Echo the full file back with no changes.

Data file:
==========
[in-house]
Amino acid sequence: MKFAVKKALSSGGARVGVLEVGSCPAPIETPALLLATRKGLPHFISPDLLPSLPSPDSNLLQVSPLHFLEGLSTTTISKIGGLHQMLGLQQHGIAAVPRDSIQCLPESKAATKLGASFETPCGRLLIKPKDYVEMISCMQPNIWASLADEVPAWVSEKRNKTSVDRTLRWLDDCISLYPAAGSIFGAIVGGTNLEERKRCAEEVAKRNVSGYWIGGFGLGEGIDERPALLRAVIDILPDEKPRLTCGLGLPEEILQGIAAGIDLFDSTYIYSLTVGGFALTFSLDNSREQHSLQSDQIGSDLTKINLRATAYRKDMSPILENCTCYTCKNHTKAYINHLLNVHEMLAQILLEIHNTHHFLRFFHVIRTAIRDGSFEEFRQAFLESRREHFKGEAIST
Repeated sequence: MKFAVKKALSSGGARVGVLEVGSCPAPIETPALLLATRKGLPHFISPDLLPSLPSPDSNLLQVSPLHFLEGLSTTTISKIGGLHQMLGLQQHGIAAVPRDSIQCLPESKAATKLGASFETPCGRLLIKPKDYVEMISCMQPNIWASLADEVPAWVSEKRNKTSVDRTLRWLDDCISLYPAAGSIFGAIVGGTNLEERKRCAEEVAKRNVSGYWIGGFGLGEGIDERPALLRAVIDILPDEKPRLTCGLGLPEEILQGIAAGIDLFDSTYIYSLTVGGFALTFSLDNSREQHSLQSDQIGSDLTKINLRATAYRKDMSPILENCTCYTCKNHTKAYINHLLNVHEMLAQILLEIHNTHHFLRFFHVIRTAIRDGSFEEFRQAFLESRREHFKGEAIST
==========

[in-house]
Amino acid sequence: MKFAVKKALSSGGARVGVLEVGSCPAPIETPALLLATRKGLPHFISPDLLPSLPSPDSNLLQVSPLHFLEGLSTTTISKIGGLHQMLGLQQHGIAAVPRDSIQCLPESKAATKLGASFETPCGRLLIKPKDYVEMISCMQPNIWASLADEVPAWVSEKRNKTSVDRTLRWLDDCISLYPAAGSIFGAIVGGTNLEERKRCAEEVAKRNVSGYWIGGFGLGEGIDERPALLRAVIDILPDEKPRLTCGLGLPEEILQGIAAGIDLFDSTYIYSLTVGGFALTFSLDNSREQHSLQSDQIGSDLTKINLRATAYRKDMSPILENCTCYTCKNHTKAYINHLLNVHEMLAQILLEIHNTHHFLRFFHVIRTAIRDGSFEEFRQAFLESRREHFKGEAIST
Repeated sequence: MKFAVKKALSSGGARVGVLEVGSCPAPIETPALLLATRKGLPHFISPDLLPSLPSPDSNLLQVSPLHFLEGLSTTTISKIGGLHQMLGLQQHGIAAVPRDSIQCLPESKAATKLGASFETPCGRLLIKPKDYVEMISCMQPNIWASLADEVPAWVSEKRNKTSVDRTLRWLDDCISLYPAAGSIFGAIVGGTNLEERKRCAEEVAKRNVSGYWIGGFGLGEGIDERPALLRAVIDILPDEKPRLTCGLGLPEEILQGIAAGIDLFDSTYIYSLTVGGFALTFSLDNSREQHSLQSDQIGSDLTKINLRATAYRKDMSPILENCTCYTCKNHTKAYINHLLNVHEMLAQILLEIHNTHHFLRFFHVIRTAIRDGSFEEFRQAFLESRREHFKGEAIST